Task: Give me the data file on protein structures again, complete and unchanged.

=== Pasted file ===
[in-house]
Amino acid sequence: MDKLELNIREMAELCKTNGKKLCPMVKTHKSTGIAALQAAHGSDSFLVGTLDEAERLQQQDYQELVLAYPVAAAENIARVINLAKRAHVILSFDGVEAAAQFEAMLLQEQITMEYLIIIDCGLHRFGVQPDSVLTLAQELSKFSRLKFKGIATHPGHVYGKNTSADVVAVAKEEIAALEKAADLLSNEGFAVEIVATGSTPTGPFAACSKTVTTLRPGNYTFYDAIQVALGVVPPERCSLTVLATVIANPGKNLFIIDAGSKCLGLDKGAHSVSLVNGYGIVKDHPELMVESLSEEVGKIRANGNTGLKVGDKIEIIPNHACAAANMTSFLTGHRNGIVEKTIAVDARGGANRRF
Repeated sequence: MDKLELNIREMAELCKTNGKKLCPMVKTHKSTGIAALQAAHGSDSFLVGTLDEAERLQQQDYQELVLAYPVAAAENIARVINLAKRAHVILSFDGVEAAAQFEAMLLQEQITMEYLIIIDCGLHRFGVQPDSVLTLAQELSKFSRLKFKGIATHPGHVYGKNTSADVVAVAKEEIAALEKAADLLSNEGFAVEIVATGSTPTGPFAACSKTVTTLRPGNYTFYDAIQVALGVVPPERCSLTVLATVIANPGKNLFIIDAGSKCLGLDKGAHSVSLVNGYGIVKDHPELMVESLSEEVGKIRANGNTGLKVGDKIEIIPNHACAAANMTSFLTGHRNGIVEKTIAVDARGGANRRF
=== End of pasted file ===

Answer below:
[in-house]
Amino acid sequence: MDKLELNIREMAELCKTNGKKLCPMVKTHKSTGIAALQAAHGSDSFLVGTLDEAERLQQQDYQELVLAYPVAAAENIARVINLAKRAHVILSFDGVEAAAQFEAMLLQEQITMEYLIIIDCGLHRFGVQPDSVLTLAQELSKFSRLKFKGIATHPGHVYGKNTSADVVAVAKEEIAALEKAADLLSNEGFAVEIVATGSTPTGPFAACSKTVTTLRPGNYTFYDAIQVALGVVPPERCSLTVLATVIANPGKNLFIIDAGSKCLGLDKGAHSVSLVNGYGIVKDHPELMVESLSEEVGKIRANGNTGLKVGDKIEIIPNHACAAANMTSFLTGHRNGIVEKTIAVDARGGANRRF
Repeated sequence: MDKLELNIREMAELCKTNGKKLCPMVKTHKSTGIAALQAAHGSDSFLVGTLDEAERLQQQDYQELVLAYPVAAAENIARVINLAKRAHVILSFDGVEAAAQFEAMLLQEQITMEYLIIIDCGLHRFGVQPDSVLTLAQELSKFSRLKFKGIATHPGHVYGKNTSADVVAVAKEEIAALEKAADLLSNEGFAVEIVATGSTPTGPFAACSKTVTTLRPGNYTFYDAIQVALGVVPPERCSLTVLATVIANPGKNLFIIDAGSKCLGLDKGAHSVSLVNGYGIVKDHPELMVESLSEEVGKIRANGNTGLKVGDKIEIIPNHACAAANMTSFLTGHRNGIVEKTIAVDARGGANRRF